Seven goals, inspired by The Cloud of Unknowing

Now that I have begun learning about mindfulness, I have decided to read some of the classic Christian texts on meditation, starting with The Cloud of Unknowing, a fourteenth century European work. As I read, I am trying not to read from a historical perspective or as literature, but really to take to heart what is written. At the same time, the question keeps appearing in my mind: Why is American Christianity lacking this perspective?

Part of the answer to that question, I think, is that American Christianity is largely shaped by the Protestant movement. Even Roman Catholics and the Eastern Orthodox churches in North America bear a Protestant flavor. From the beginning, the Protestant Reformation concerned itself with individual salvation—answering the question, “What must I do to be saved?”—rather than concerning itself with the relationships stressed in medieval mysticism. Although the Pietist movement had potential to return Protestant Christians to a mystical or mindful relationship with God, it gradually evolved into Methodism which again seeks to answer the question, “What must I do?”

American Christianity has several stands of tradition that are entwined with the various denominational and nondenominational labels. One is the Charismatic or Pentecostal movement, which emphasizes exercising various gifts received from the Holy Spirit. Another is the Social Gospel, which emphasizes Christian activism in the community and in politics, seeking to make the world better for all people, especially the poor and needy. A third is Evangelicalism, which continues to focus on individual salvation and on mission work to bring the Gospel to all people. A fourth is the Success Gospel, which promises health and wealth and comfort in the present world. None of these is open to the kind of quiet mystical meditation described in The Cloud of Unknowing. Perhaps this is why so many active Christians seek additional help for their lives from yoga, from mindfulness, and from other somewhat mystical practices inspired by religions of southern and eastern Asia.

I have no desire or intention to start a new Christian movement in the United States. (The Church of Salvageable? Ugh.) For my own personal practice of Christianity for the rest of the year, I have set seven goals.

1. Worship services will be attended, not for me to be uplifted or entertained or educated, but for me to spend time in the house of my God and among the people of my God.

2. Personal devotional time, consisting of reading the Bible and of prayer, will be conducted, not as an intellectual exercise and not for self-improvement, but for bonding. The purpose of prayer and of Bible reading will be to spend time with the Lord, improving our relationship.

3. I will seek to be mindful of the presence of Jesus in every part of my life, not just at church and in personal devotions. I will strive to remember that, when I drive, Jesus is with me; whether I am at work or at home, Jesus is with me; whether I am alone or among other people, Jesus is with me. My goal is not to improve my behavior out of fear of his disapproval and judgment; my goal is to assure myself that I am not alone, no matter how alone I often feel.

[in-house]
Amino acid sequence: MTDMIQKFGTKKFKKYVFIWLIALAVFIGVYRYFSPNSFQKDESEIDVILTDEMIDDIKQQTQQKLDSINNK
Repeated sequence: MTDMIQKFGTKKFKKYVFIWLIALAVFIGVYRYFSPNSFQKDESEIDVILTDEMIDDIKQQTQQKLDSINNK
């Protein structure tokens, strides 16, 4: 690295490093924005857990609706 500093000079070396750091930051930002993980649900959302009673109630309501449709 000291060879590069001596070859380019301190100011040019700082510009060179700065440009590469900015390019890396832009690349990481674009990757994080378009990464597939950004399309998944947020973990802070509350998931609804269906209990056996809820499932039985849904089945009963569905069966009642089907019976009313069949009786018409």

4. I will seek to be mindful that whatever I do for another person is also service to Jesus. Customer service is not something I do for a paycheck, but it is part of making the world a better place for other people, for the glory of God. Courtesy on the streets or in the store is not merely good manners, but it also is part of making the world a better place for other people, for the glory of God. Kindness and honor to the members of my family is not just an obligation, but it is part of making the world a better place for other people, for the glory of God.

5. Whenever I am anxious, troubled, or discouraged, I will breathe slowly and deeply while meditating on Psalm 46:10 (“Be still and know that I am God.”). I will do this, not just to control or escape my feelings, but to use that unsettled time to draw closer to God.

6. Whenever I experience pain, whether it is physical pain or emotional pain, I will let that remind me of the pain Christ experienced on my behalf. When enduring physical pain, I will remember the physical tortures of the cross. When thinking of emotional pain (such as the memory of a broken relationship), I will remember Christ’s pain at the broken relationships that have separated the people he loves from him. Any temptation to dwell on my own problems, or to feel abandoned in my suffering, will be resisted by turning the suffering into an opportunity to share, if only in some small way, in Christ’s suffering.

7. Because this is my personal experiment in Christian mindfulness, I will make regular reports by means of this blog to let you know how things are going. If any of you care to join in this experiment, please also make comments on this blog to let me know how things are going for you.
God bless us, every one.

J.

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